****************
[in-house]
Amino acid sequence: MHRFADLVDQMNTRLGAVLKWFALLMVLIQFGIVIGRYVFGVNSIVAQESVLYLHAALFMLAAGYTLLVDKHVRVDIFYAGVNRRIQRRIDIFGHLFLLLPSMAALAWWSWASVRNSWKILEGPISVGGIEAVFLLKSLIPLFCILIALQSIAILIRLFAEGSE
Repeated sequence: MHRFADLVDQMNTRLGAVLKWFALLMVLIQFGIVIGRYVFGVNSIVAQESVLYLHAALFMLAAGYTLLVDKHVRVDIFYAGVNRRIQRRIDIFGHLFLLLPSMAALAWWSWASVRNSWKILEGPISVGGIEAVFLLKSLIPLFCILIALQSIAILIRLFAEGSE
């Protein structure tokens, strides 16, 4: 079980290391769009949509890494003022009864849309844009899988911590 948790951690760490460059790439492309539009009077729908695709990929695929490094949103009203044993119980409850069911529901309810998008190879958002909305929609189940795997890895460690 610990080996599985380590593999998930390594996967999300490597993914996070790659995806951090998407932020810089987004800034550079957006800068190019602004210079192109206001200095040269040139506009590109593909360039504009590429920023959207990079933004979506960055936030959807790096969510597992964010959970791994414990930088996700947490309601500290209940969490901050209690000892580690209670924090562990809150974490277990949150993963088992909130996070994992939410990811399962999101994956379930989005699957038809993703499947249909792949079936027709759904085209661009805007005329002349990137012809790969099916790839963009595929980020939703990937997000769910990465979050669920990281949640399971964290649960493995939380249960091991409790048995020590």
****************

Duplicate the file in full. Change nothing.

[in-house]
Amino acid sequence: MHRFADLVDQMNTRLGAVLKWFALLMVLIQFGIVIGRYVFGVNSIVAQESVLYLHAALFMLAAGYTLLVDKHVRVDIFYAGVNRRIQRRIDIFGHLFLLLPSMAALAWWSWASVRNSWKILEGPISVGGIEAVFLLKSLIPLFCILIALQSIAILIRLFAEGSE
Repeated sequence: MHRFADLVDQMNTRLGAVLKWFALLMVLIQFGIVIGRYVFGVNSIVAQESVLYLHAALFMLAAGYTLLVDKHVRVDIFYAGVNRRIQRRIDIFGHLFLLLPSMAALAWWSWASVRNSWKILEGPISVGGIEAVFLLKSLIPLFCILIALQSIAILIRLFAEGSE
């Protein structure tokens, strides 16, 4: 079980290391769009949509890494003022009864849309844009899988911590 948790951690760490460059790439492309539009009077729908695709990929695929490094949103009203044993119980409850069911529901309810998008190879958002909305929609189940795997890895460690 610990080996599985380590593999998930390594996967999300490597993914996070790659995806951090998407932020810089987004800034550079957006800068190019602004210079192109206001200095040269040139506009590109593909360039504009590429920023959207990079933004979506960055936030959807790096969510597992964010959970791994414990930088996700947490309601500290209940969490901050209690000892580690209670924090562990809150974490277990949150993963088992909130996070994992939410990811399962999101994956379930989005699957038809993703499947249909792949079936027709759904085209661009805007005329002349990137012809790969099916790839963009595929980020939703990937997000769910990465979050669920990281949640399971964290649960493995939380249960091991409790048995020590």